She also spoke to the speeds motorists are traveling when they’re on Cattle Creek Road.
“They don’t know where they’re going,” she said. “They’re turning up this road where there’s people, dogs, kids, and they’re doing 70 miles an hour to get to where they want to go as fast as possible.”
CDOT Program Engineer Karen Berdoulay said CDOT is working with Eagle and Garfield counties to develop a concept level design for these safety improvements on Cottonwood Pass.
Though Cottonwood Pass is technically a county road, CDOT feels it has a role in bolstering this alternate route because traffic increases on it in “the order of 850%” when Glenwood Canyon closes, she said.
“There’s numerous sections that are really narrow. It might be confusing because people might think that it’s wide enough that they can have one car go each direction, and they end up side-swiping each other,” she said. “Other instances, there’s really tight curves that just don’t meet driver expectations.
“They don’t realize the next curve down the road is much, much tighter, and they’re not expecting it, and they’re not ready for it, and they cause a crash.”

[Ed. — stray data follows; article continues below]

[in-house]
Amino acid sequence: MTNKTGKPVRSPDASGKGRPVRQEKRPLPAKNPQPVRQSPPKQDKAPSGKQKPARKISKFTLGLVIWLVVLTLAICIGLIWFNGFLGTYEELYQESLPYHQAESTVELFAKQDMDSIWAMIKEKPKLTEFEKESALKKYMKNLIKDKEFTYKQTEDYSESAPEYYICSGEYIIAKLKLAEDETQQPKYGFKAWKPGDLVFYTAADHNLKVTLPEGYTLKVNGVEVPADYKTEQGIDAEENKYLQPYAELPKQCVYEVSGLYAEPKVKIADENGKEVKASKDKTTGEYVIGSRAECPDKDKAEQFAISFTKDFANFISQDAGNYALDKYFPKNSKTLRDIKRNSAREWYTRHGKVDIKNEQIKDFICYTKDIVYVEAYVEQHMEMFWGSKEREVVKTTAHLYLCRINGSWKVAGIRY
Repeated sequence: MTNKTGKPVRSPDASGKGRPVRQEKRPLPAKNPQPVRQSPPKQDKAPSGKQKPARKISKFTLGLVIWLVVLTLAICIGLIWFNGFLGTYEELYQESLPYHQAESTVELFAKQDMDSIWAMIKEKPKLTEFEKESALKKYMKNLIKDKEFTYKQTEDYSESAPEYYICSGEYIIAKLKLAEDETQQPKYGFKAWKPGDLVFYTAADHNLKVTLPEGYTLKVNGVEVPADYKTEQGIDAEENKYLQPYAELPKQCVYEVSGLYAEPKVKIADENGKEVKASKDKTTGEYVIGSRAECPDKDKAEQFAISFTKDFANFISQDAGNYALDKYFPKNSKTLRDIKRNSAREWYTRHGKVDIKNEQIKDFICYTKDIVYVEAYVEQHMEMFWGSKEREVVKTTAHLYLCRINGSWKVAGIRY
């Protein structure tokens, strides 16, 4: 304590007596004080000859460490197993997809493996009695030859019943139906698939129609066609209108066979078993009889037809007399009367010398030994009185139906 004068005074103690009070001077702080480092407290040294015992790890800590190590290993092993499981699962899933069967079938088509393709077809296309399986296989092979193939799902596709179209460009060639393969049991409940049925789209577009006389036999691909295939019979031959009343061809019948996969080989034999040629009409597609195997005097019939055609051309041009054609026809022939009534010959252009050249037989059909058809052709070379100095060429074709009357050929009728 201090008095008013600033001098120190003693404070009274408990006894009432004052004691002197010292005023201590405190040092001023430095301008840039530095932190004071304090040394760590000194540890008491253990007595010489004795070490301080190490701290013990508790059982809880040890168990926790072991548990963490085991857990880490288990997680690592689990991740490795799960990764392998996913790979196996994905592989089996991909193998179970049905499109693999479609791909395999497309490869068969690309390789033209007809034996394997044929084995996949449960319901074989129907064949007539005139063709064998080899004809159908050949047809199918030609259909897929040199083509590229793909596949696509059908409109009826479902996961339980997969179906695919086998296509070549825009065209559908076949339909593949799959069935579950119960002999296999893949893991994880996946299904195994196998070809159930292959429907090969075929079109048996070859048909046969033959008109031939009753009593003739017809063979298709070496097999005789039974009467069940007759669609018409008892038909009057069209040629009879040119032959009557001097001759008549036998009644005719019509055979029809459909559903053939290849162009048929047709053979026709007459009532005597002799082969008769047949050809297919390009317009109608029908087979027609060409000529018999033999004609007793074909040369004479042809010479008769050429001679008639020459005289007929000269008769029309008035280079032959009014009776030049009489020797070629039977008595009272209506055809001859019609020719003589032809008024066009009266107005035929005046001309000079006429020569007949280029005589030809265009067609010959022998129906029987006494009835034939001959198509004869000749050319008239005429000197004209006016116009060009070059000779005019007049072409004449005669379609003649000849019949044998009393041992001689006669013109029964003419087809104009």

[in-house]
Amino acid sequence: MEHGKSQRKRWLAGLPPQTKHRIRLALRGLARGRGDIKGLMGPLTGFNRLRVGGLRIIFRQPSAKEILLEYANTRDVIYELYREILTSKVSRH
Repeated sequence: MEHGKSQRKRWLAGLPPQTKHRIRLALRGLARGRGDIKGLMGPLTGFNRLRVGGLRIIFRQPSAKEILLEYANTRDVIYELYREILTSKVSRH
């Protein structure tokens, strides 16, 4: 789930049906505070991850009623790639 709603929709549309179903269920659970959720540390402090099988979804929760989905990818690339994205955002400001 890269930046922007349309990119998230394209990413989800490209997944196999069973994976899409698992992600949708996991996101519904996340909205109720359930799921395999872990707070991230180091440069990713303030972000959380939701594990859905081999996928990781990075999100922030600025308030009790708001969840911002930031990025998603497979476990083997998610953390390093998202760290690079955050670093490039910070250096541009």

Berdoulay said if all goes accordingly and safety measures and updates are approved — this includes approval from Garfield and Eagle counties — the project would cost about $75 million. Most of the identified spots eyed for updates have cost estimations between $200,000-$4 million.
An area called Blue Hill — the most challenging section, Berdoulay said — would be $60 million.
“I’ve heard so many different stories from residents about something that happened in front of their house,” she said. “Other people are also very nervous about the speeds they’re already seeing, and they’re nervous that if we make improvements that people will just drive faster.
“That’s why, in some of these areas, we’re not trying to meet county standards. We’re really trying to find this balance of meeting driver expectations and reducing crash issues but not necessarily making the smoothest curve that you could possibly make.”
Longtime Carbondale resident Dan Bullock quietly toured the CDOT exhibits on Wednesday. Not only did he say improvements to Cottonwood Pass are needed, but he also said he likes taking it in the summer because it’s scenic, and it “only takes 10 minutes longer” than taking Highway 82 from I-70.
But he also spoke of the winter and all the crashes that have occurred in Glenwood Canyon over the past few months and how these nasty occurrences could be better prevented.
“I just don’t think there’s enough speed-limit enforcement,” he said. “Quadruple the fines, fine them $10,000, just make them slow down. And that’s not just the truckers — that’s regular people.
“I’m an old guy, OK. I look at it like this: (Glenwood Canyon) doesn’t need to be open all the time. They should close it down under some snow conditions,” he said. “Just close it.”
According to CDOT, it plans to finalize the concept design for Cottonwood Pass improvements by April.